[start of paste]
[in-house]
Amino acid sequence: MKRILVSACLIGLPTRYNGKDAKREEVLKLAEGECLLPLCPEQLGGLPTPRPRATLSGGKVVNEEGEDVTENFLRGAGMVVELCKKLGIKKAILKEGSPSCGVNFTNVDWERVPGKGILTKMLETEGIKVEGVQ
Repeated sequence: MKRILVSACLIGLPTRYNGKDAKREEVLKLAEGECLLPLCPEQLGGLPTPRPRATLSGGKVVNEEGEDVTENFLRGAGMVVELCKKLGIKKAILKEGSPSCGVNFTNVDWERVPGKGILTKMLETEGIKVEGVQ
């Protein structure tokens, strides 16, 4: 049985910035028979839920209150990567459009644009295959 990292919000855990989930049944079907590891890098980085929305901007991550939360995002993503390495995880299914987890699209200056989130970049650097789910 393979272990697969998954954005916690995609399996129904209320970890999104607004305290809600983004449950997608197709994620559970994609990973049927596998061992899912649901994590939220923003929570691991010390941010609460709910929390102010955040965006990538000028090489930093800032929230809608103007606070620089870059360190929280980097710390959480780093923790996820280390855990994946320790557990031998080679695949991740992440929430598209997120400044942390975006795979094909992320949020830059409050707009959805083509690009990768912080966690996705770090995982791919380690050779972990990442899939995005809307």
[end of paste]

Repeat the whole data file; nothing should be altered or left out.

[in-house]
Amino acid sequence: MKRILVSACLIGLPTRYNGKDAKREEVLKLAEGECLLPLCPEQLGGLPTPRPRATLSGGKVVNEEGEDVTENFLRGAGMVVELCKKLGIKKAILKEGSPSCGVNFTNVDWERVPGKGILTKMLETEGIKVEGVQ
Repeated sequence: MKRILVSACLIGLPTRYNGKDAKREEVLKLAEGECLLPLCPEQLGGLPTPRPRATLSGGKVVNEEGEDVTENFLRGAGMVVELCKKLGIKKAILKEGSPSCGVNFTNVDWERVPGKGILTKMLETEGIKVEGVQ
């Protein structure tokens, strides 16, 4: 049985910035028979839920209150990567459009644009295959 990292919000855990989930049944079907590891890098980085929305901007991550939360995002993503390495995880299914987890699209200056989130970049650097789910 393979272990697969998954954005916690995609399996129904209320970890999104607004305290809600983004449950997608197709994620559970994609990973049927596998061992899912649901994590939220923003929570691991010390941010609460709910929390102010955040965006990538000028090489930093800032929230809608103007606070620089870059360190929280980097710390959480780093923790996820280390855990994946320790557990031998080679695949991740992440929430598209997120400044942390975006795979094909992320949020830059409050707009959805083509690009990768912080966690996705770090995982791919380690050779972990990442899939995005809307």